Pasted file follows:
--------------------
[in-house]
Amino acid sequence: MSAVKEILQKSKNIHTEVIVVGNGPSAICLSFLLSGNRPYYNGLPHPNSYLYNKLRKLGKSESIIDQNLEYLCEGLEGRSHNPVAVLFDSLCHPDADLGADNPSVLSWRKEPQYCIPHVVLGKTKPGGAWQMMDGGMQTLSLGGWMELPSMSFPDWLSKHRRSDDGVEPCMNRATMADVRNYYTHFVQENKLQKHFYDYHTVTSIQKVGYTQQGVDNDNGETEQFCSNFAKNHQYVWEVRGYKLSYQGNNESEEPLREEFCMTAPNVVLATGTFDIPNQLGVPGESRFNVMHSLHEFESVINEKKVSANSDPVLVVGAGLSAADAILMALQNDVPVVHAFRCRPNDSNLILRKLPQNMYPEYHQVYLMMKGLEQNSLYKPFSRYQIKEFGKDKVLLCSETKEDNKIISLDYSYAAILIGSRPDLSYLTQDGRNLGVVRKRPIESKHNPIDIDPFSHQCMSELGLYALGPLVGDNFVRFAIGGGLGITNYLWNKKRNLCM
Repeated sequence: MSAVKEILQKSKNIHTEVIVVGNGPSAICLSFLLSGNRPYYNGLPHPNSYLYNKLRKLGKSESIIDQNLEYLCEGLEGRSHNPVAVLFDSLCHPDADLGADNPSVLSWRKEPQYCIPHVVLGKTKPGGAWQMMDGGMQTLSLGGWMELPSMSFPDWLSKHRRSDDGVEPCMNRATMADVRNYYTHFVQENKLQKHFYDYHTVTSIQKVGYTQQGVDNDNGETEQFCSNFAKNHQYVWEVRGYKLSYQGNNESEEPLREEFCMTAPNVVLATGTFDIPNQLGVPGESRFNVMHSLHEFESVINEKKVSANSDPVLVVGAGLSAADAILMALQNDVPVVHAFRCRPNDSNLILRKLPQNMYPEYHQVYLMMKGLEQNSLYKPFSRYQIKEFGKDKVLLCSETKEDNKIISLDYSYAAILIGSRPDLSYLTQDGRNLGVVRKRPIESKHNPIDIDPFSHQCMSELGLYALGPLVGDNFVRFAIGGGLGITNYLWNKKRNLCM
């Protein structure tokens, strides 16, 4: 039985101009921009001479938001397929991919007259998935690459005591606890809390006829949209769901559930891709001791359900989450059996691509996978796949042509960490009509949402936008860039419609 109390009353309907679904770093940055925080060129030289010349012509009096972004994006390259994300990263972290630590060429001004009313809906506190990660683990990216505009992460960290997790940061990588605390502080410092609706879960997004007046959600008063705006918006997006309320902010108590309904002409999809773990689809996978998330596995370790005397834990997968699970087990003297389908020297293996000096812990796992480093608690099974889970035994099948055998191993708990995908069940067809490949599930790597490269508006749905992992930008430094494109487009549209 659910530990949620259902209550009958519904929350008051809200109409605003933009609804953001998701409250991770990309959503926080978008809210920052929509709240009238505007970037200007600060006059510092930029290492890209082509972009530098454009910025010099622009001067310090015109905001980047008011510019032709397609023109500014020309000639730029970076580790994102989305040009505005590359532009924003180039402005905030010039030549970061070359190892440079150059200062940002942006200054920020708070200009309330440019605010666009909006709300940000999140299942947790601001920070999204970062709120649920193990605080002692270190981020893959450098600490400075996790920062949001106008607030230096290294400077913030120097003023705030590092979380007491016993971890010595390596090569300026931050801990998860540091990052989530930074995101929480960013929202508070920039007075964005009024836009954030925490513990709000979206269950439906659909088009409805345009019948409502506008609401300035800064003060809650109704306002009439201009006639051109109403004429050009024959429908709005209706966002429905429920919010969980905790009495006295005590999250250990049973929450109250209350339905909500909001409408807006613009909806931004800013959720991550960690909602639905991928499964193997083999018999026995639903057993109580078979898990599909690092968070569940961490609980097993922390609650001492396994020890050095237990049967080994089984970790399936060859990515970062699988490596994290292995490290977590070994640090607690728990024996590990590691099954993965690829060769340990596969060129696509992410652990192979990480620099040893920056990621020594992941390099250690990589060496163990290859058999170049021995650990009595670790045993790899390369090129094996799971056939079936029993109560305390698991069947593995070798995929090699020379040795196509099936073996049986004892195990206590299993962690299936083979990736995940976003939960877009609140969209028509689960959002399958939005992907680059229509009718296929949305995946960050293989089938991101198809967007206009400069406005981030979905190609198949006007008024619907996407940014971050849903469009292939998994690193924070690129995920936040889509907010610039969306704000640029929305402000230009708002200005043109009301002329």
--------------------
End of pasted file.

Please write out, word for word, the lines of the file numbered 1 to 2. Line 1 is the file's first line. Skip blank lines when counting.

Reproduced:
[in-house]
Amino acid sequence: MSAVKEILQKSKNIHTEVIVVGNGPSAICLSFLLSGNRPYYNGLPHPNSYLYNKLRKLGKSESIIDQNLEYLCEGLEGRSHNPVAVLFDSLCHPDADLGADNPSVLSWRKEPQYCIPHVVLGKTKPGGAWQMMDGGMQTLSLGGWMELPSMSFPDWLSKHRRSDDGVEPCMNRATMADVRNYYTHFVQENKLQKHFYDYHTVTSIQKVGYTQQGVDNDNGETEQFCSNFAKNHQYVWEVRGYKLSYQGNNESEEPLREEFCMTAPNVVLATGTFDIPNQLGVPGESRFNVMHSLHEFESVINEKKVSANSDPVLVVGAGLSAADAILMALQNDVPVVHAFRCRPNDSNLILRKLPQNMYPEYHQVYLMMKGLEQNSLYKPFSRYQIKEFGKDKVLLCSETKEDNKIISLDYSYAAILIGSRPDLSYLTQDGRNLGVVRKRPIESKHNPIDIDPFSHQCMSELGLYALGPLVGDNFVRFAIGGGLGITNYLWNKKRNLCM